ROSEMONT, Ill., Nov. 12, 2019 /PRNewswire/ -- Proper protective equipment, bicycle lanes and safety policies could help significantly reduce head and face injuries that result from crashes involving an electric scooter, a new study found.
Injuries to the head and face are common in electric scooter crashes, and the high number of injuries to the arms and legs suggest patients break their fall during a crash, according to the study published in the November issue of the Journal of Oral and Maxillofacial Surgery, the official journal of the American Association of Oral and Maxillofacial Surgeons (AAOMS).
Standing electric rental scooters – known as e-scooters – have become popular in large cities, the study states. Using an app on their mobile device, riders find and rent a scooter. Yet, riders are exposed to falls and injuries due to several factors, including ergonomics and bicycle lane availability, researchers wrote. Breaking a fall could be difficult when a rider's hands are steering an e-scooter, making the rider vulnerable to head and face injuries.
Researchers examined medical records of 90 patients who went to the emergency department during the first seven months that e-scooters were available in Dallas, Texas, starting in July 2018. Injuries included cuts, concussions and fractures, and 58 percent of injuries involved the head and face. Of those injuries, 58 percent were severe.
Although the four e-scooter companies in the study have a disclaimer requiring riders to wear a helmet, none of the patients did so.
"The lack of helmet use, in conjunction with the high number of extremity injuries, has demonstrated the need for better communication of the risks associated with e-scooter use," researchers wrote.
In addition, riders sign an agreement with the companies stating they will not drink alcohol while using the scooters, but nearly 18 percent of injuries involved alcohol use.
Infrastructure also poses a risk to riders, who have to share roads with motor vehicles or sidewalks with pedestrians in cities that lack bicycle lanes, the study adds.
However, using protective equipment and well-regulated bicycle lanes and following safety policies for cyclists and pedestrians could significantly decrease head and face injuries associated with e-scooter use, researchers concluded.
"Special focus on the factors contributing to traumatic events involving e-scooters, such as helmet use, pedestrian interaction, alcohol use and policies regarding scooter use, will help establish the best practices for the mitigation and treatment of such injuries," researchers wrote.
The authors of "Craniofacial Injuries Seen With the Introduction of Bicycle-Share Electric Scooters in an Urban Setting" are from the Texas A&M College of Dentistry and Baylor University Medical Center Departments of Oral and Maxillofacial Surgery and U.S. Navy Dental Corps, Dallas, Texas: Bhavin Trivedi, DDS; Texas A&M College of Dentistry Department of Biomedical Sciences: Matthew J. Kesterke, PhD; and Ritesh Bhattacharjee, MPH; Baylor University Medical Center Division of Trauma: William Weber, MD; and Karen Mynar, BSN, RN; and Texas A&M College of Dentistry and Baylor University Medical Center Departments of Oral and Maxillofacial Surgery: Likith V. Reddy, MD, DDS.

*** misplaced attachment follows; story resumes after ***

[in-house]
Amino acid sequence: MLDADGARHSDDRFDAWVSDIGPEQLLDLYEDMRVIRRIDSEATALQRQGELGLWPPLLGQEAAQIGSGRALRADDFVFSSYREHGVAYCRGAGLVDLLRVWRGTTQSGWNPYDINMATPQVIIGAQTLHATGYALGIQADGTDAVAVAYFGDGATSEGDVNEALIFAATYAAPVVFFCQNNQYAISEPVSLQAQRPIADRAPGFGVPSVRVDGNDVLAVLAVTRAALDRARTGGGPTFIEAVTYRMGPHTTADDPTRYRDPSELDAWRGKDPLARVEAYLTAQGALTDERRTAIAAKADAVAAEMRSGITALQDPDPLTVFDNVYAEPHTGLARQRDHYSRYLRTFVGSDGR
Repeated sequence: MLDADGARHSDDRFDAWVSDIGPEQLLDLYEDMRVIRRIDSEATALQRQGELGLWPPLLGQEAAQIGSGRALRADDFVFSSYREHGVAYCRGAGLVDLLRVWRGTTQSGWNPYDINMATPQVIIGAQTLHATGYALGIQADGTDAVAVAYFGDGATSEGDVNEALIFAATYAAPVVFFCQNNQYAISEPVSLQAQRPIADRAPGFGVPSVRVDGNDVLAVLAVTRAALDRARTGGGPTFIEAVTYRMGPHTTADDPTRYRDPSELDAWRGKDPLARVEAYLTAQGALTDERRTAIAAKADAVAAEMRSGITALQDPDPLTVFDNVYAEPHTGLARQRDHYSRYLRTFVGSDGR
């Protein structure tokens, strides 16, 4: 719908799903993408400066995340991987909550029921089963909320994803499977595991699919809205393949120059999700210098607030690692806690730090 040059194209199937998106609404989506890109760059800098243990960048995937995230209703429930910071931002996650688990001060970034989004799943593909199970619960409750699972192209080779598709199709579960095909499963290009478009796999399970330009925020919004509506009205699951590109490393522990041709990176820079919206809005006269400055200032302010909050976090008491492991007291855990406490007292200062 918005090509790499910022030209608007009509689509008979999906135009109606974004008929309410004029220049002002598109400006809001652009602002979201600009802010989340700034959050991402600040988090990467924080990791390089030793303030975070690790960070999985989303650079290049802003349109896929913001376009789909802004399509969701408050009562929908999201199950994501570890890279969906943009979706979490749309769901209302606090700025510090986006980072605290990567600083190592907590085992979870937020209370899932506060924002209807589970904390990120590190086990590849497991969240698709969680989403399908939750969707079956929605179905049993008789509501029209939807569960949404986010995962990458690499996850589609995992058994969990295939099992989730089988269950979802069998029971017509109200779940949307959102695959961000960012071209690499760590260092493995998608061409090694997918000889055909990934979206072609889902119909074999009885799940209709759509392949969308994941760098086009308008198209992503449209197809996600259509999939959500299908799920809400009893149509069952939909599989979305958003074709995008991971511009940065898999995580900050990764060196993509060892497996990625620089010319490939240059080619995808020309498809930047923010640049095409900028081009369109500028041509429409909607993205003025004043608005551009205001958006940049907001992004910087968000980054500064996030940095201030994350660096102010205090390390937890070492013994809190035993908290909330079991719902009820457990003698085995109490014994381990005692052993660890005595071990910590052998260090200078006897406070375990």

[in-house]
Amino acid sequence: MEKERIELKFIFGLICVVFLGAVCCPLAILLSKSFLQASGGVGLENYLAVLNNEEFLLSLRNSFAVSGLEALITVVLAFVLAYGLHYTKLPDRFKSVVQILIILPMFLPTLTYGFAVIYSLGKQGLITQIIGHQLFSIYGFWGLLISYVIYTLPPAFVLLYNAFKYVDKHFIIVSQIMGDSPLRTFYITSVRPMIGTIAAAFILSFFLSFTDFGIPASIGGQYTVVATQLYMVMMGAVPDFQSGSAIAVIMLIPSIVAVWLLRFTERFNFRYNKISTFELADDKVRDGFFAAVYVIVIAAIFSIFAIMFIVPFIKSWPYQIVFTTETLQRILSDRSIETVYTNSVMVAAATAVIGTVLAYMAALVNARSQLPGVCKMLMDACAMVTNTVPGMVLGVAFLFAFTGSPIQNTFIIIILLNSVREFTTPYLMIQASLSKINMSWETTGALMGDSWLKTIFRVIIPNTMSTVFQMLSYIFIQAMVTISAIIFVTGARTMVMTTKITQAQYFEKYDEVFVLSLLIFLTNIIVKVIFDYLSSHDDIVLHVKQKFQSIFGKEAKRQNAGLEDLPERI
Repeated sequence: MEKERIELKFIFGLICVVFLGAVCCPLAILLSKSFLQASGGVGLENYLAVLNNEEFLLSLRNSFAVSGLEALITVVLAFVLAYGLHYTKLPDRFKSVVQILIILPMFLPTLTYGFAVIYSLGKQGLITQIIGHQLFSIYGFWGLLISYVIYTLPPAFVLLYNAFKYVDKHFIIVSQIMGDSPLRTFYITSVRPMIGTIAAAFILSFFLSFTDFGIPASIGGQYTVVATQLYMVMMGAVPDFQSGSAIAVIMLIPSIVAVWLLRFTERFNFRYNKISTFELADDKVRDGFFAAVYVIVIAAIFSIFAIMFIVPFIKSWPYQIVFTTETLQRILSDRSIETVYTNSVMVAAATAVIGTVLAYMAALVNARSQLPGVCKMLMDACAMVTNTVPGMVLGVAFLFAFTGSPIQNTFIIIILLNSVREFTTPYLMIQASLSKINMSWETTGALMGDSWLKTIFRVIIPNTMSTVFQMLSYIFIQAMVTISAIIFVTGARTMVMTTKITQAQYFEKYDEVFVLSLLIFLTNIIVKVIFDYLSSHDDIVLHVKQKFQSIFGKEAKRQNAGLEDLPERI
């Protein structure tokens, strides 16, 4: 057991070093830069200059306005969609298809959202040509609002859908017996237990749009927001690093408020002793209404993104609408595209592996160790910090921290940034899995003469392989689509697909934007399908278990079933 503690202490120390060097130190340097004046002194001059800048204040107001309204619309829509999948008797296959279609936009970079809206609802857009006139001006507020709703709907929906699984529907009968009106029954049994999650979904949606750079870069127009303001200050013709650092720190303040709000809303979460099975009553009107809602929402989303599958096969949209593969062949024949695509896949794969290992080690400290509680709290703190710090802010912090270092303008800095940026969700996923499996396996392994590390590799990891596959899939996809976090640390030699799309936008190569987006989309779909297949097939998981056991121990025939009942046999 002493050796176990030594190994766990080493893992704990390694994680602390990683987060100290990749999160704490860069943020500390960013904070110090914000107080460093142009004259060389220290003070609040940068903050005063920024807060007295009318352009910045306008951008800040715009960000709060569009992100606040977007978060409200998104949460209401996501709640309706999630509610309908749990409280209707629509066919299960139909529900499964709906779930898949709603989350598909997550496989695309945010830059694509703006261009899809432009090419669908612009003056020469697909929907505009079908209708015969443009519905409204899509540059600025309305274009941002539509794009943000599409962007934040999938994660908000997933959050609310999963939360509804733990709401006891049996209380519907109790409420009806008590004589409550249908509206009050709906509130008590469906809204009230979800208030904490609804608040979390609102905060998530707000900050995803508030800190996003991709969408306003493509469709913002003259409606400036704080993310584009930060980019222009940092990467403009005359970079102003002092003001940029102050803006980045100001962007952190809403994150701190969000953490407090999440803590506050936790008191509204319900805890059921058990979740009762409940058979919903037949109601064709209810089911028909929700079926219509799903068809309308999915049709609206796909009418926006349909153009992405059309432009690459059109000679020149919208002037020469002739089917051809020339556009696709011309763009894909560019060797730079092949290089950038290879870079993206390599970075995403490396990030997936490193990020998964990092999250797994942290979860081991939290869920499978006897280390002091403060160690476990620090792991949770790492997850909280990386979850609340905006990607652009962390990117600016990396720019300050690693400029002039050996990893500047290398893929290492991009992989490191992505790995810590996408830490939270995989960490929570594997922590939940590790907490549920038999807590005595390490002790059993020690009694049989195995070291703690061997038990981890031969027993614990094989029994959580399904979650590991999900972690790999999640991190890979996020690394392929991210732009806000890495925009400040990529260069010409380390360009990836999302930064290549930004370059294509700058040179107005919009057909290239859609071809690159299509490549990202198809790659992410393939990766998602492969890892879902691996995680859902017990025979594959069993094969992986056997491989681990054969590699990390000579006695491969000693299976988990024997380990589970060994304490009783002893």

The full article can be accessed at JOMS.org/article/S0278-2391(19)30899-7/fulltext.
The Journal of Oral and Maxillofacial Surgery is published by the American Association of Oral and Maxillofacial Surgeons to present to the dental and medical communities comprehensive coverage of new techniques, important developments and innovative ideas in oral and maxillofacial surgery. Practice-applicable articles help develop the methods used to handle dentoalveolar surgery, facial injuries and deformities, TMJ disorders, oral and head and neck cancer, jaw reconstruction, anesthesia and analgesia. The journal also includes specifics on new instruments and diagnostic equipment, and modern therapeutic drugs and devices.
The experts in face, mouth and jaw surgery® — The American Association of Oral and Maxillofacial Surgeons (AAOMS) is the professional organization representing more than 11,000 oral and maxillofacial surgeons, OMS residents and OMS professional staff in the United States. AAOMS supports its fellows' and members' ability to practice their specialty through education, research and advocacy. AAOMS fellows and members comply with rigorous continuing education requirements and submit to periodic office anesthesia evaluations. For additional information about oral and maxillofacial surgery, visit the AAOMS websites at AAOMS.org and MyOMS.org.
SOURCE American Association of Oral & Maxillofacial Surgeons